Version tested PlayStation 3
The Japanese launch of Gundam Musou inspired a surge of interest in the PlayStation 3, with the 170,000-odd copies of the game that shifted in its first week on sale helping to double sales of Sony's console. That's because the game marks a conjunction between the massively popular Gundam anime series and the massively popular Musou videogame series. When the time eventually comes for the game to come out over here, it will no doubt inspire only a ripple of indifference - a mark of the stubborn apathy with which western audiences view both Gundam and the Musou series (better known as the Dynasty/Samurai Warriors series in the west). It's their loss: Gundam Musou - Dynasty Warriors: Gundam to you and I - is absolutely brilliant.
Compared to the regular Musou games, the Gundam setting provides a license to go even more histrionic, but the battlefield button-bashing will essentially be familiar to anyone who's played a Musou game before. Although the sci-fi setting does mean that the game features long-range weapons they're mostly little more effective than pea-shooters, so the real focus remains firmly on melee combat - against hundreds of opponents, with no slowdown. The bright, vibrant visuals are interspersed with cut-scene interludes at key moments and dramatic close-ups when you cross swords with significant enemies. And pilots and mobile suits both level up over the course of the game, providing more health, a wider selection of skills to equip, and better musou attacks.
Indeed the main part of the game consists of destroying hundreds of enemies to charge your musou gauge in order to unleash an even more substantial wave of destruction. And your musou gauge also automatically refills when you're critically low on health, making it a high-risk, but viable and rewarding strategy to sashay across the battlefield stringing together musou combos avoiding any armour pick-ups. That, to a lesser or greater extent, is true of all the Musou games. The addition of a dash manoeuvre, however, dramatically alters the game, opening up new types of attack and increasing the furious pace of the game.
It also allows you to access battlefield hotspots more quickly, which is important because the great strength of the Musou series has always been, perhaps surprisingly, its strategic depth. The immediacy of the button-bashing brawling has always seemed to obscure the fact that, at its heart, the Musou series consists of direct control realtime strategy. By breaking down the battlefield into clearly delineated strategic areas, this becomes even more apparent in Gundam Musou. To take control of an area you have to eliminate a certain number of enemies within that area, occasionally along with some more highly powered guards. Once under your control, the area will provide support for any engagements in surrounding areas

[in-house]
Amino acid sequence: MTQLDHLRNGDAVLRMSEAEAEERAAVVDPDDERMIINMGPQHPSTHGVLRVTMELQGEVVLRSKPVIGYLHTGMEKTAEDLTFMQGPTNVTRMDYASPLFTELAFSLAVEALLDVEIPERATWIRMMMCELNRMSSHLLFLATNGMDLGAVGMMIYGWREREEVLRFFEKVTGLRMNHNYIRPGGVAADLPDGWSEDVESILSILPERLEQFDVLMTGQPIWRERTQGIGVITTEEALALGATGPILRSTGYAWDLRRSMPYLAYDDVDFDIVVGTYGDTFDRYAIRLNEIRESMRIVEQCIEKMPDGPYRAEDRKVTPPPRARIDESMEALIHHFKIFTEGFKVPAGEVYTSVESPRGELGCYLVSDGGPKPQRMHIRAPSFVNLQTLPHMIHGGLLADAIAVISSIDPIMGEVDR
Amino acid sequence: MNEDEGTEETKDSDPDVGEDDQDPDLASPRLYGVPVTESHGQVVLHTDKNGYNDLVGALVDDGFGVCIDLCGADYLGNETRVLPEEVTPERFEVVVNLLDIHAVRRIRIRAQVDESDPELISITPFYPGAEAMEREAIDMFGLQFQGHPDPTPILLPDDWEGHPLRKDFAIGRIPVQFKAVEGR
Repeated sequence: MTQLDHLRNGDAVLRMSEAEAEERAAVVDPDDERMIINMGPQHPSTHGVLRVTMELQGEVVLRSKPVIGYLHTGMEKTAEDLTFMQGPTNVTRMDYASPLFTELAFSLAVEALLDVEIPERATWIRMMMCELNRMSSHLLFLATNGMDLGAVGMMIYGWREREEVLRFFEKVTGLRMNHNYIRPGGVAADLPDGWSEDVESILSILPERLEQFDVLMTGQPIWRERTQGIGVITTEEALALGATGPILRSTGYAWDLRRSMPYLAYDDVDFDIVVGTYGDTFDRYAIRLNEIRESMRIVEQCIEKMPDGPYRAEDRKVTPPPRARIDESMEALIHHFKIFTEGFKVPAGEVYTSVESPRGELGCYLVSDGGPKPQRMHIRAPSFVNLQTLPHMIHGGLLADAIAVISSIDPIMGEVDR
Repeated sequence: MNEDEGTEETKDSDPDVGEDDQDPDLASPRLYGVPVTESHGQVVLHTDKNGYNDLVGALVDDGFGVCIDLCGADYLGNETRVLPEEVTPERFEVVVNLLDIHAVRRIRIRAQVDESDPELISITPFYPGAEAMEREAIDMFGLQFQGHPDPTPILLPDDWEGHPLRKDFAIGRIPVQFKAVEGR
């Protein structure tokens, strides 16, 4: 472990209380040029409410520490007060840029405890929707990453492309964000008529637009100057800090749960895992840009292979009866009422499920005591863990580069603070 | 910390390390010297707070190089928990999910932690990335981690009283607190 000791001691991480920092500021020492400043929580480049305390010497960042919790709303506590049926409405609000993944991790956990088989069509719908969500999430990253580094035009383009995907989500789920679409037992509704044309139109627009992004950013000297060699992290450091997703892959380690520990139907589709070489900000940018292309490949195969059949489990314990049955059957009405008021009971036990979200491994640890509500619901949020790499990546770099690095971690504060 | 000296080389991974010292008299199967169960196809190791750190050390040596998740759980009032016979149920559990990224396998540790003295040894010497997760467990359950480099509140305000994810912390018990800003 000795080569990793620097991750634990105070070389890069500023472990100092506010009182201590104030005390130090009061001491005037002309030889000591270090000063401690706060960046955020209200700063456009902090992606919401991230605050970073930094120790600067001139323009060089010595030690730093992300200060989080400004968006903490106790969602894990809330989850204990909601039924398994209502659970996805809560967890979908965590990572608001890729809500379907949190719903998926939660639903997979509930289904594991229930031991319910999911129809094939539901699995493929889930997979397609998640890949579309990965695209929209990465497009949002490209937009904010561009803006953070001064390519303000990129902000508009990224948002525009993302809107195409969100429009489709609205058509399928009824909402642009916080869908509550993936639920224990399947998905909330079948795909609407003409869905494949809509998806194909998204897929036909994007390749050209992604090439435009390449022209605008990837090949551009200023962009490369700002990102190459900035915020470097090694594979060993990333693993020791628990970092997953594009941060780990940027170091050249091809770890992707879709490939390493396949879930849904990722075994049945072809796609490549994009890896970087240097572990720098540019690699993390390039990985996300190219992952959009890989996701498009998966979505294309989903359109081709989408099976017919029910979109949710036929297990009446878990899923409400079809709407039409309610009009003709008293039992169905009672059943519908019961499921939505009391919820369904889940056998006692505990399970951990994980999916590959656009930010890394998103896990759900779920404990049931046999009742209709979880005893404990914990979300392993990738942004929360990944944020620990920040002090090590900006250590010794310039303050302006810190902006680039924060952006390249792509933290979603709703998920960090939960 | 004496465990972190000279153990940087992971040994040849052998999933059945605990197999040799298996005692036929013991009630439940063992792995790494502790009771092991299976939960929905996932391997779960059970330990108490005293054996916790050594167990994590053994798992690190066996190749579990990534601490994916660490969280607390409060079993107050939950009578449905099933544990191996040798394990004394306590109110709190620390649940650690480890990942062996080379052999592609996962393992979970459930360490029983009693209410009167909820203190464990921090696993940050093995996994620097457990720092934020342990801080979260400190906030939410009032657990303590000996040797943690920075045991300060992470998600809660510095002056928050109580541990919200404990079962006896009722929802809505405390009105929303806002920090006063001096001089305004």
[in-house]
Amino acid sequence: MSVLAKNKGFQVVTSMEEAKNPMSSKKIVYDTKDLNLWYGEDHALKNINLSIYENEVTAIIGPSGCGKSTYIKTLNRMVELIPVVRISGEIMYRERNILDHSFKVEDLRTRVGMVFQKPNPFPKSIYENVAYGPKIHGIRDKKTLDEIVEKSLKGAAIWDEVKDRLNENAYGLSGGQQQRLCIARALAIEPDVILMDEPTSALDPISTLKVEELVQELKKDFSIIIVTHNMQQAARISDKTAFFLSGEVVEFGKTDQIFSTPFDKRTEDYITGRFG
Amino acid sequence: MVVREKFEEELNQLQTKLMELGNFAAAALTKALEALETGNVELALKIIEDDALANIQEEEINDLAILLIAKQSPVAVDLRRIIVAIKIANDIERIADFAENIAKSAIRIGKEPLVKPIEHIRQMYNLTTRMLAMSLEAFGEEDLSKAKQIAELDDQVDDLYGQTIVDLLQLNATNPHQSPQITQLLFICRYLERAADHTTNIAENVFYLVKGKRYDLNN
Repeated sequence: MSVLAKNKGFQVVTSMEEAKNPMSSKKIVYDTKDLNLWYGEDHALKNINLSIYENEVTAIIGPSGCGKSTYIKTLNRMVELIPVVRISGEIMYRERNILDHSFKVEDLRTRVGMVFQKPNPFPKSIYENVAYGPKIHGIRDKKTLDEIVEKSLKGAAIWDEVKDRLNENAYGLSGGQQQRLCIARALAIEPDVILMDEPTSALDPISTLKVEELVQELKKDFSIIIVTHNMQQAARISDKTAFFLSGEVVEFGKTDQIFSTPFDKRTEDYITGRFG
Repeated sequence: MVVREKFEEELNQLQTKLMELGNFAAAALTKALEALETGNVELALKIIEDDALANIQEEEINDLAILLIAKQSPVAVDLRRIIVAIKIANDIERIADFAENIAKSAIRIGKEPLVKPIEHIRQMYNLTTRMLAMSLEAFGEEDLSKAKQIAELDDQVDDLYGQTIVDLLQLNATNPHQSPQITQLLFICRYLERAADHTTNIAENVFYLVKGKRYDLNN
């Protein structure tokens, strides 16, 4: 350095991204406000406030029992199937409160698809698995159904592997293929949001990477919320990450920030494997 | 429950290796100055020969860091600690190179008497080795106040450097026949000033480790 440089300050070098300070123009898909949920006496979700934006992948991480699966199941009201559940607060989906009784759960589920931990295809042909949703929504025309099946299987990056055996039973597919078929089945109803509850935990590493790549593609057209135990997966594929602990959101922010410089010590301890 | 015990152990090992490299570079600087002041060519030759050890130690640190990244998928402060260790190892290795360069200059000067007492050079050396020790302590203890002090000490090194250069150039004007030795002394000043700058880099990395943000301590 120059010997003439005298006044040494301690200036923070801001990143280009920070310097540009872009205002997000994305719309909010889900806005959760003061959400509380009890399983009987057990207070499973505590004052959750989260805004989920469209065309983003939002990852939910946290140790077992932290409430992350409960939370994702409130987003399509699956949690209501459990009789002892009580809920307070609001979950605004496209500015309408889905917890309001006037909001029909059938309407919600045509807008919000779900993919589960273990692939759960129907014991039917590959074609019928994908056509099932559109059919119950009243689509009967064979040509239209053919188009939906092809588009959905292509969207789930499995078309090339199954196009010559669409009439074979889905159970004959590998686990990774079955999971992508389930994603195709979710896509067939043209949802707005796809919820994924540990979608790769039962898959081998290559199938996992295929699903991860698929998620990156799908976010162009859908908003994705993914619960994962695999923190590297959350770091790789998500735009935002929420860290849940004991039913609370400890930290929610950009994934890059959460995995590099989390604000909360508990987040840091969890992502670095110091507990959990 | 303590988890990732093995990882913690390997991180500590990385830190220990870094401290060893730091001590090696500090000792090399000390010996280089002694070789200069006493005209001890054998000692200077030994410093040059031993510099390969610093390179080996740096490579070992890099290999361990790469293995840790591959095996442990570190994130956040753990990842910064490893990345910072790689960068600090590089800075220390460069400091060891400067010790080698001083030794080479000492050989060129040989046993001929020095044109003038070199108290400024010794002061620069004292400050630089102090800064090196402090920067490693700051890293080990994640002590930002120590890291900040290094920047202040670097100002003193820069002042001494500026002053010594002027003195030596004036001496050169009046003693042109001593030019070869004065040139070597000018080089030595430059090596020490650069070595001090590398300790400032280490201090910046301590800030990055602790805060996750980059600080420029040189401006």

So you're always faced with a strategic choice: whether to take a measured approach, building an extended support chain, or to rush in to try to attain key objectives quickly, before your enemies have time to build up theirs. And, of course, you always have to take account of the movements of key enemies, who provide the game with various mini-boss and end-boss moments, some of which can actually be quite challenging - particularly because they, like you, have musou attacks at their disposal.
All this is wrapped up within two main modes: Official Mode, which follows the Universal Century timeline of the Gundam series, and takes its narrative from Mobile Suit Gundam, Mobile Suit Zeta Gundam, and Mobile Suit Gundam ZZ); and Original Mode, which is a full-bodied melange of mobile suits from various different Gundam eras and continuities. If you're a Gundam fan you'll either find the latter to be brilliant or unbearable depending on the religious zeal with which you follow the Gunam canon. To anybody who can't tell their AMX-004 Qubeley from their MSZ-010 ZZ Gundam, or their RX-78-2 Gundam from their MS-145 Gelgoog/CA (or even their MSN-00100 Hyaku-Shiki from their XXXG-00W0 Wing Gundam Zero) it'll make no difference, of course, apart from adding about a million different missions to the game.
It's a testament to the game's brilliance that none of them ever get boring. Whether it's the enormously varied environments, or the vast array of different combat styles, the thrill of slicing through enemy mobile suits simply never pales. Underground caverns and futuristic space hangars sit alongside massive deep-space battles, and even paddy fields, miniature fishing villages, and loads of tiny torii arches. And although movement is essentially restricted to the horizontal plane in space, it's still a breathtaking and dramatic departure for the Musou series that works enormously well. As for the combat, start out as Amuro Ray and you'll quickly get used to his conventional sword-style. Switch to Char Aznable, however, and you'll need to reacquaint yourself with the nuances of his whirling staff, before an even more fundamental shift as you come to learn the subtleties of Quattro Bagina's karate style - and there's about a million other pilots and mobile suits to unlock over the course of the game.
So Gundam Musou is never boring and always thrilling. It's a brilliant combination of two massively popular brands and a clever blend of subtle strategy and bombastic button-bashing. And yet it will, still, probably sink like a stone in Europe. That would be a tragic shame. It's the most fun I've had with either a Gundam game, or a Musou game, and that's pretty high praise. And yet I'm still compelled, on the evidence of previous Gundam games and previous Musou games, to add the caveat that this game may not appeal to everyone. You owe it to yourself to find out for sure.
8 / 10